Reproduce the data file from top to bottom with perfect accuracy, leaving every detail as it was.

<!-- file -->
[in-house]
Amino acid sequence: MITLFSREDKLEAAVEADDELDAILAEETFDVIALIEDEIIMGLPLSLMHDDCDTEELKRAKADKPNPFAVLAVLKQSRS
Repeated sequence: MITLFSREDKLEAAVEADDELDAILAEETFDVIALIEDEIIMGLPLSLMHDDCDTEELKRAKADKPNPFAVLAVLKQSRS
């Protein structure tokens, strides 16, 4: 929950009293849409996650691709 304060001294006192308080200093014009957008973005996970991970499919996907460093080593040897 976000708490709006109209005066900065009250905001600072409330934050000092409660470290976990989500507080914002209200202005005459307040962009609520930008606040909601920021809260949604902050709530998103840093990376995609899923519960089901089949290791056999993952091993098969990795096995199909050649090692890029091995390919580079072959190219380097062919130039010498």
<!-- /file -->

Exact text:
[in-house]
Amino acid sequence: MITLFSREDKLEAAVEADDELDAILAEETFDVIALIEDEIIMGLPLSLMHDDCDTEELKRAKADKPNPFAVLAVLKQSRS
Repeated sequence: MITLFSREDKLEAAVEADDELDAILAEETFDVIALIEDEIIMGLPLSLMHDDCDTEELKRAKADKPNPFAVLAVLKQSRS
């Protein structure tokens, strides 16, 4: 929950009293849409996650691709 304060001294006192308080200093014009957008973005996970991970499919996907460093080593040897 976000708490709006109209005066900065009250905001600072409330934050000092409660470290976990989500507080914002209200202005005459307040962009609520930008606040909601920021809260949604902050709530998103840093990376995609899923519960089901089949290791056999993952091993098969990795096995199909050649090692890029091995390919580079072959190219380097062919130039010498």